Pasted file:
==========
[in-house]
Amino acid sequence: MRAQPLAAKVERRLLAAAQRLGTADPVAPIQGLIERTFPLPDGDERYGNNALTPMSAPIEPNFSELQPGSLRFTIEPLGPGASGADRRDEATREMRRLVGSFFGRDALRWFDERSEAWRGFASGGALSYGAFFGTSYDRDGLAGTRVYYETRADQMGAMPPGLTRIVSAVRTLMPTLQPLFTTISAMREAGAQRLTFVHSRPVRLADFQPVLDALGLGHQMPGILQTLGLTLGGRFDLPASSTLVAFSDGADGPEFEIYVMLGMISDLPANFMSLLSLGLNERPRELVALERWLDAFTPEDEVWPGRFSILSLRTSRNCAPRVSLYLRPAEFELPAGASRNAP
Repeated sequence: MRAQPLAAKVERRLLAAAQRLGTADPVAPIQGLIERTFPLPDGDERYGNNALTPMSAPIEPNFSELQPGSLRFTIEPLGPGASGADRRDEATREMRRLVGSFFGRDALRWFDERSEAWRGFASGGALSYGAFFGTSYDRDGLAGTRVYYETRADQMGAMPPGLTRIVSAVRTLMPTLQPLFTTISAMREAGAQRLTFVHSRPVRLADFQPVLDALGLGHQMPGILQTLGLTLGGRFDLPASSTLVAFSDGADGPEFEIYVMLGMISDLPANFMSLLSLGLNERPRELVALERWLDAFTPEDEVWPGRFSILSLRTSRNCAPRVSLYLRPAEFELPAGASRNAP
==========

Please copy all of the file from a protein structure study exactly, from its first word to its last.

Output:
[in-house]
Amino acid sequence: MRAQPLAAKVERRLLAAAQRLGTADPVAPIQGLIERTFPLPDGDERYGNNALTPMSAPIEPNFSELQPGSLRFTIEPLGPGASGADRRDEATREMRRLVGSFFGRDALRWFDERSEAWRGFASGGALSYGAFFGTSYDRDGLAGTRVYYETRADQMGAMPPGLTRIVSAVRTLMPTLQPLFTTISAMREAGAQRLTFVHSRPVRLADFQPVLDALGLGHQMPGILQTLGLTLGGRFDLPASSTLVAFSDGADGPEFEIYVMLGMISDLPANFMSLLSLGLNERPRELVALERWLDAFTPEDEVWPGRFSILSLRTSRNCAPRVSLYLRPAEFELPAGASRNAP
Repeated sequence: MRAQPLAAKVERRLLAAAQRLGTADPVAPIQGLIERTFPLPDGDERYGNNALTPMSAPIEPNFSELQPGSLRFTIEPLGPGASGADRRDEATREMRRLVGSFFGRDALRWFDERSEAWRGFASGGALSYGAFFGTSYDRDGLAGTRVYYETRADQMGAMPPGLTRIVSAVRTLMPTLQPLFTTISAMREAGAQRLTFVHSRPVRLADFQPVLDALGLGHQMPGILQTLGLTLGGRFDLPASSTLVAFSDGADGPEFEIYVMLGMISDLPANFMSLLSLGLNERPRELVALERWLDAFTPEDEVWPGRFSILSLRTSRNCAPRVSLYLRPAEFELPAGASRNAP